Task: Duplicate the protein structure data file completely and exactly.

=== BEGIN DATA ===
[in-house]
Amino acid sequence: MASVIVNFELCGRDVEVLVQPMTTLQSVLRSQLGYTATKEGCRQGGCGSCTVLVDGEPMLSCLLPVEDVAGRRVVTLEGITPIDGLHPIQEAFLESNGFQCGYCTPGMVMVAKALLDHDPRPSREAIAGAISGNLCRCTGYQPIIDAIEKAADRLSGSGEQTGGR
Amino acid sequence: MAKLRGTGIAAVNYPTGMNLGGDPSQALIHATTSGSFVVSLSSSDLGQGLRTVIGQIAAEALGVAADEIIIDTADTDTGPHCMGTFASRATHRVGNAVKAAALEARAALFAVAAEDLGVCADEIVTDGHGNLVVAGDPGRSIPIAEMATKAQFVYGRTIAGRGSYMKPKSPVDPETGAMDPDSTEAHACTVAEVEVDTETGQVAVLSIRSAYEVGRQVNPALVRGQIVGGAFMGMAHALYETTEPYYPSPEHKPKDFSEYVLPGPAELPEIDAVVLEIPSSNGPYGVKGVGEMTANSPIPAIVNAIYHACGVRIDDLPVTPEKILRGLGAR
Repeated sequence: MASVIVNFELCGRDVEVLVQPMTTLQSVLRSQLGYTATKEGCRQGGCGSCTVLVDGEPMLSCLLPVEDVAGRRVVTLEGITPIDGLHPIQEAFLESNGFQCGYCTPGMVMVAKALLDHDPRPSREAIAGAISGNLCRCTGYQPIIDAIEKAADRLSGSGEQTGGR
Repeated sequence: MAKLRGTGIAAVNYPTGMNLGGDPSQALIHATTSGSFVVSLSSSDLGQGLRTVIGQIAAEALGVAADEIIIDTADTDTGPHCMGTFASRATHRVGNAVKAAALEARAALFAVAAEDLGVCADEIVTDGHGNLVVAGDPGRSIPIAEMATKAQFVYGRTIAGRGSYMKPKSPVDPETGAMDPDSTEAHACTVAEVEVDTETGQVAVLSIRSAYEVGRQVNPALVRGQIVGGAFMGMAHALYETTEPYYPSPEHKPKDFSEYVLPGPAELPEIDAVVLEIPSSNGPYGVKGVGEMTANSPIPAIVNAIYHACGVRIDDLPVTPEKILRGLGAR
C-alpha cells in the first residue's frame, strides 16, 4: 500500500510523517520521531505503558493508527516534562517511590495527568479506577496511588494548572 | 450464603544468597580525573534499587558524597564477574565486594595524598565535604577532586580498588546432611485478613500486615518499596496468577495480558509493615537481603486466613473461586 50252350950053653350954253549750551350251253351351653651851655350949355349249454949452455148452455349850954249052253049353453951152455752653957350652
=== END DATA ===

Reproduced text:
[in-house]
Amino acid sequence: MASVIVNFELCGRDVEVLVQPMTTLQSVLRSQLGYTATKEGCRQGGCGSCTVLVDGEPMLSCLLPVEDVAGRRVVTLEGITPIDGLHPIQEAFLESNGFQCGYCTPGMVMVAKALLDHDPRPSREAIAGAISGNLCRCTGYQPIIDAIEKAADRLSGSGEQTGGR
Amino acid sequence: MAKLRGTGIAAVNYPTGMNLGGDPSQALIHATTSGSFVVSLSSSDLGQGLRTVIGQIAAEALGVAADEIIIDTADTDTGPHCMGTFASRATHRVGNAVKAAALEARAALFAVAAEDLGVCADEIVTDGHGNLVVAGDPGRSIPIAEMATKAQFVYGRTIAGRGSYMKPKSPVDPETGAMDPDSTEAHACTVAEVEVDTETGQVAVLSIRSAYEVGRQVNPALVRGQIVGGAFMGMAHALYETTEPYYPSPEHKPKDFSEYVLPGPAELPEIDAVVLEIPSSNGPYGVKGVGEMTANSPIPAIVNAIYHACGVRIDDLPVTPEKILRGLGAR
Repeated sequence: MASVIVNFELCGRDVEVLVQPMTTLQSVLRSQLGYTATKEGCRQGGCGSCTVLVDGEPMLSCLLPVEDVAGRRVVTLEGITPIDGLHPIQEAFLESNGFQCGYCTPGMVMVAKALLDHDPRPSREAIAGAISGNLCRCTGYQPIIDAIEKAADRLSGSGEQTGGR
Repeated sequence: MAKLRGTGIAAVNYPTGMNLGGDPSQALIHATTSGSFVVSLSSSDLGQGLRTVIGQIAAEALGVAADEIIIDTADTDTGPHCMGTFASRATHRVGNAVKAAALEARAALFAVAAEDLGVCADEIVTDGHGNLVVAGDPGRSIPIAEMATKAQFVYGRTIAGRGSYMKPKSPVDPETGAMDPDSTEAHACTVAEVEVDTETGQVAVLSIRSAYEVGRQVNPALVRGQIVGGAFMGMAHALYETTEPYYPSPEHKPKDFSEYVLPGPAELPEIDAVVLEIPSSNGPYGVKGVGEMTANSPIPAIVNAIYHACGVRIDDLPVTPEKILRGLGAR
C-alpha cells in the first residue's frame, strides 16, 4: 500500500510523517520521531505503558493508527516534562517511590495527568479506577496511588494548572 | 450464603544468597580525573534499587558524597564477574565486594595524598565535604577532586580498588546432611485478613500486615518499596496468577495480558509493615537481603486466613473461586 50252350950053653350954253549750551350251253351351653651851655350949355349249454949452455148452455349850954249052253049353453951152455752653957350652